There’s a tendency to hold anything and everything coming out of Hollywood to the lowest moral standards. As religious people, the Hollywood desert of secularism and godlessness can be so dry that we’re lap up anything. Patricia Heaton of Everybody Loves Raymond is a good example. She’s great on a whole slew of life issues: she’s pro-life, anti-death penalty, and anti-euthanasia. But she’s not perfect: she’s for gay rights and birth control. I really don’t mean to knock on Ms. Heaton – she’s surely hurt her career by being so pro-life, and she’s a great person to have involved in Feminists for Life due in part to her recognizability from her acting. But I think if she were almost any other pro-lifer who was raised devout Catholic and now thought gay rights and birth contol were ok, we wouldn’t be as thrilled with her outspokenness. There’s certainly something of a double standard for famous types, particularly actors/actresses.
We do this in other areas, trying to derive a Christian message from movies which are often morally ambiguous, at best. I respect Mark Shea’s Catholic reading of The Truman Show, but I’m not sure that’s what anyone involved in the making of that flick intended.
I mention all of this so that when I say that Bella is a fantastic pro-life movie, I don’t just mean “it’s got a good message by Hollywood standards.” I mean that it’s a movie you can stand behind 100%. There’s no language, no sex, nothing I need to caveat, other than that there’s a lot of really emotionally riveting stuff, and a few pretty sad scenes. So keep the tissues handy, I guess. The film is subtle and compelling, not bang-you-over-the-head preachy: even pro-choicers should be able to appreciate the film’s message of the joy of birth, the struggle of women facing abortion, and the tragedy that is abortion — regardless of their feelings on whether that tragedy should be facilitated as some sort of “necessary evil” or not.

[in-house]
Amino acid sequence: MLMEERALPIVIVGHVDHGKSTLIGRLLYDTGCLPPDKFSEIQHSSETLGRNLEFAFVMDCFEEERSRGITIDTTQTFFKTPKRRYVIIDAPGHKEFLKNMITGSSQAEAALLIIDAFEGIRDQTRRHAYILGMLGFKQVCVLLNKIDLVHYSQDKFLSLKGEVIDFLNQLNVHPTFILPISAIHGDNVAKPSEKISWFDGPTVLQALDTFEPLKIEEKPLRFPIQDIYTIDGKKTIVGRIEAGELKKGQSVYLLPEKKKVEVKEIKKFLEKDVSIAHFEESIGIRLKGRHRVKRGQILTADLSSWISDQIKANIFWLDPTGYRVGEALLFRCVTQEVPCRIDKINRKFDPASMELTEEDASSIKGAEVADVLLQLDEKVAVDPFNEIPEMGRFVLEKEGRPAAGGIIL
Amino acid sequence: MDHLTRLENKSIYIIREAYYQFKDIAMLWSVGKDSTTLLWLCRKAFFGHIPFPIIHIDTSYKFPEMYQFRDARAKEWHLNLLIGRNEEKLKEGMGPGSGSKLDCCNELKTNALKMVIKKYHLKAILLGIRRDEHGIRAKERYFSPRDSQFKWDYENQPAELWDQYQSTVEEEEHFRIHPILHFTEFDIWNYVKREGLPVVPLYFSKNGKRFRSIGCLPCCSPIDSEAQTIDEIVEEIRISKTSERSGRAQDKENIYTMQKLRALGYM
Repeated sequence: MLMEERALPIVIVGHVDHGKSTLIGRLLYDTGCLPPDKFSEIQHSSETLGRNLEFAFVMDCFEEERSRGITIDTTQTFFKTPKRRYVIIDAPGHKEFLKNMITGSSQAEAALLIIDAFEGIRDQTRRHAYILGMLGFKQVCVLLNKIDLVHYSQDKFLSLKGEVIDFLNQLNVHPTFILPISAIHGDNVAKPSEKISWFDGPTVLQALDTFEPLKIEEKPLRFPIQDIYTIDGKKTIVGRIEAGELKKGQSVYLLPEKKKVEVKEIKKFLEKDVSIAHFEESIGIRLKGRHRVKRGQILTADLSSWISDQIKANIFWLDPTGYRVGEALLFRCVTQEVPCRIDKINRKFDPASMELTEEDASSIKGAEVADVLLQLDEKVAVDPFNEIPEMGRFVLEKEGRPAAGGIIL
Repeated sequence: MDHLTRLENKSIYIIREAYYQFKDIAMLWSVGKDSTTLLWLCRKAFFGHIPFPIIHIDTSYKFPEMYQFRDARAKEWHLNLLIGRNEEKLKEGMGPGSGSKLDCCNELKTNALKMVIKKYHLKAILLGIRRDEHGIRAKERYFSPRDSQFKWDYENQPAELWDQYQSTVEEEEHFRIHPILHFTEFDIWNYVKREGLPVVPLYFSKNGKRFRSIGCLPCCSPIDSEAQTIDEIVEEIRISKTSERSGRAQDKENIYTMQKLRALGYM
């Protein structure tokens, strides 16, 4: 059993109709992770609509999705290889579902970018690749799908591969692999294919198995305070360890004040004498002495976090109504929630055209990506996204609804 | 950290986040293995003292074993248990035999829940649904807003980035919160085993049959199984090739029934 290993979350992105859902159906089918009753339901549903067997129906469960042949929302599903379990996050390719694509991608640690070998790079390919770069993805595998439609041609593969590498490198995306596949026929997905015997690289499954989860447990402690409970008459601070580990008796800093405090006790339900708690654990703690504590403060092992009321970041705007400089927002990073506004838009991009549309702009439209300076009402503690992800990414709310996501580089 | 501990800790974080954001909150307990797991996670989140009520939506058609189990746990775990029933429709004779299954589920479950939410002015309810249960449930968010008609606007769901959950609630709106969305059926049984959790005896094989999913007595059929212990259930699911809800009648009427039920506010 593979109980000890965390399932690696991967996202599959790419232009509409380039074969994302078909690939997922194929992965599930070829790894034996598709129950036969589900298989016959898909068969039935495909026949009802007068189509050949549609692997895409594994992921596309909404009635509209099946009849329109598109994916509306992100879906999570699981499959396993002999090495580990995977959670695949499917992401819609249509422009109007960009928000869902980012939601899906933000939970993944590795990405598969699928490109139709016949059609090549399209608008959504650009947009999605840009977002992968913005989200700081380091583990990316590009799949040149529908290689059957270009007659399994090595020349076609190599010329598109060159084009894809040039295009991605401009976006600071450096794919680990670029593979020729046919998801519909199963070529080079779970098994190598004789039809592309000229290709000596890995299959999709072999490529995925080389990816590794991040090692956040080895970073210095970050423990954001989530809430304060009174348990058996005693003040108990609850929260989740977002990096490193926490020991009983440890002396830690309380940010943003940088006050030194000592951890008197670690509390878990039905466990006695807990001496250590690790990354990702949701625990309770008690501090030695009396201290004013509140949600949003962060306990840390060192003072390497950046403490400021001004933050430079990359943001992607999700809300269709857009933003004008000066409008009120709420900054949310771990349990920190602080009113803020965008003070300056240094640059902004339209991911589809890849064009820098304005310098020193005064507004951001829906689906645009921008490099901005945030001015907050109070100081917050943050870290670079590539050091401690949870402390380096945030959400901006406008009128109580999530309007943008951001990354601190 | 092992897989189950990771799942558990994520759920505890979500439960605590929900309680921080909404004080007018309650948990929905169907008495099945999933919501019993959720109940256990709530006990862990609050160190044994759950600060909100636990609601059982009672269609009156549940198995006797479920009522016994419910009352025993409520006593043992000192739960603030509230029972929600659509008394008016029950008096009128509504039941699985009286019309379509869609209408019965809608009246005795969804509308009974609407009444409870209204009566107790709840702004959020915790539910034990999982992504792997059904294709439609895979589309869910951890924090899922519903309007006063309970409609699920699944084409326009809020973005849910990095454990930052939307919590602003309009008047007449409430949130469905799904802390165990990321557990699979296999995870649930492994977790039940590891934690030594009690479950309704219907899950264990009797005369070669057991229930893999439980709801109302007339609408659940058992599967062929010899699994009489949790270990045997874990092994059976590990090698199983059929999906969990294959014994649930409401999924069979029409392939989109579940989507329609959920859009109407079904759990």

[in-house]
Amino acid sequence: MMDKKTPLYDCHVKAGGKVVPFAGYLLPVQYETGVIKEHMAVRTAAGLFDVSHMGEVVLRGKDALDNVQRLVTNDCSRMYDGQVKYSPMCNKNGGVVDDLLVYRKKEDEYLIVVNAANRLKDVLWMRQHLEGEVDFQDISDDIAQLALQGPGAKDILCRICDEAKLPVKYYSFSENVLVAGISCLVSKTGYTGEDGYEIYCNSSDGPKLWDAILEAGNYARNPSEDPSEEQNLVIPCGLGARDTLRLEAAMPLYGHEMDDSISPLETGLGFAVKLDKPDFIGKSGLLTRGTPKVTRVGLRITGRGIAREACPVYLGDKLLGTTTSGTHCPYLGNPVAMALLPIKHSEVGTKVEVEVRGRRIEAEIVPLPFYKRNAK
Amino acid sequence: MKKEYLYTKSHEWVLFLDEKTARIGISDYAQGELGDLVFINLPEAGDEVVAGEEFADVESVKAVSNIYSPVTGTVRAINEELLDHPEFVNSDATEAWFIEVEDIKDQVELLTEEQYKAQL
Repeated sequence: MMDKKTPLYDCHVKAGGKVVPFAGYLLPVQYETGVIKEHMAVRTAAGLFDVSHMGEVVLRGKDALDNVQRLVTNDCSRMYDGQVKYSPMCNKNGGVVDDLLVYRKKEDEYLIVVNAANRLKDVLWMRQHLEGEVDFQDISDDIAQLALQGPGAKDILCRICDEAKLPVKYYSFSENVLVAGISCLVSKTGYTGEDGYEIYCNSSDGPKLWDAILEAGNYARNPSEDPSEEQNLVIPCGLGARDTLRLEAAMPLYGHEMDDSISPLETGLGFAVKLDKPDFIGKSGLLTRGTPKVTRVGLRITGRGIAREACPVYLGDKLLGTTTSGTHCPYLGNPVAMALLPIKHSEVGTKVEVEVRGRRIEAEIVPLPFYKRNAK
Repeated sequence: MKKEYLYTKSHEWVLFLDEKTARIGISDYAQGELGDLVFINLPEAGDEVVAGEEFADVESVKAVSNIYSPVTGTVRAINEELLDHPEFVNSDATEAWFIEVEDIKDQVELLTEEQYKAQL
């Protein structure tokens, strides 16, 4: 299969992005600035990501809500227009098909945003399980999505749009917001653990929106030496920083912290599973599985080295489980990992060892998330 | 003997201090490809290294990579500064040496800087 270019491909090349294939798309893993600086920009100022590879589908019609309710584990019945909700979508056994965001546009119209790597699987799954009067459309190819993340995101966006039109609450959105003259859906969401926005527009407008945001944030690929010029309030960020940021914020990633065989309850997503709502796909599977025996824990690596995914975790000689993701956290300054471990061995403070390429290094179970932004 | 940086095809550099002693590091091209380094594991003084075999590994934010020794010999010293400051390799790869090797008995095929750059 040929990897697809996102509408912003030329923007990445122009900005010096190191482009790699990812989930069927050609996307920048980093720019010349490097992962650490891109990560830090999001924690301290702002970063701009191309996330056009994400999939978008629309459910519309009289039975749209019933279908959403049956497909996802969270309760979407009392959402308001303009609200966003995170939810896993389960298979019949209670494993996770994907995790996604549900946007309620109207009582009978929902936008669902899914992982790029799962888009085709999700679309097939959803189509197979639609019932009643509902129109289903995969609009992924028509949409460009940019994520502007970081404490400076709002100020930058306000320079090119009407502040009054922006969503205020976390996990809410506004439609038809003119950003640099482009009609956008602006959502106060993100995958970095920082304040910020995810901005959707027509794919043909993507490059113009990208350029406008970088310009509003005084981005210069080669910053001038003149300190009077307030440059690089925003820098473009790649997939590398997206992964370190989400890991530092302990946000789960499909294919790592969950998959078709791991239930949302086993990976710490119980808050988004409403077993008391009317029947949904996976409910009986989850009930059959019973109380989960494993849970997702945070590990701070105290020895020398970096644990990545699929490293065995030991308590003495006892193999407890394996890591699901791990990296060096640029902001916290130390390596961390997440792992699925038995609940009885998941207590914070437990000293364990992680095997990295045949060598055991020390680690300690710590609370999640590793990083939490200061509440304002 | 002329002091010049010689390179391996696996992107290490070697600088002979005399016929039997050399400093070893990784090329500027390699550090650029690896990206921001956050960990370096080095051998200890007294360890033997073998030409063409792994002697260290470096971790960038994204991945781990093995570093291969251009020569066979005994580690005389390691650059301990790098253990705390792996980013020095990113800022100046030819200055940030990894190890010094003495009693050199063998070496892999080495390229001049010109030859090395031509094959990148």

I don’t want to give away too many of the details, but basically, the story revolves around Nina (Tammy Blanchard), a young woman who gets fired the same day she finds out she’s pregnant, and José (Eduardo Verastegui), a [former] co-worker, and the brother of the guy who fired her. Nina’s pretty sure she wants to have an abortion, and José, who clearly doesn’t agree with this decision, seems to be torn on how to even approach the topic.
Bella happens to be a really captivating movie in its own right. Regardless of the topic, the cast of this movie was virtually perfect: it’s a great slice-of-life of the Latin parts of New York City, without hamming it up or going overboard. Even Nina’s boss, who fires her, is presented in a sympathetic light. This movie won the prestigious Toronto Film Festival (previous winners include other great movies like Hotel Rwanda and Life is Beautiful), and was one of the top ten grossing independent films of 2007. IMDB rates it a 7.4/10, with the biggest criticism that not enough happens; I don’t find it particularly slow, but it’s definitely a character-driven drama, not an action-packed flick. In any case, 7.4’s not a half bad, given that it’s the average given by users.
II. Behind Bella
After the film, I sort of took it all in while half-watching the credits. I was surprised to see some names I recognized on the list of people they were thanking, like Scott and Kimberly Hahn (Scott has called Bella “a window into Grace”). Anyways, since the people behind this film were obviously aware of its pro-life and Catholic-affirming message, I decided to see what the actors involved were like. After all, Jim Caviezel, star of The Passion of the Christ is a daily Mass-goer who describes himself as “shamelessly Catholic” (which would be a good name for a blog), and says things like: “You, my friends, by God, you must fight with Mary and with Christ as your sword. May you fight with St. Michael and all the angels in defending God, in sending Lucifer and his army straight back to hell where they belong!”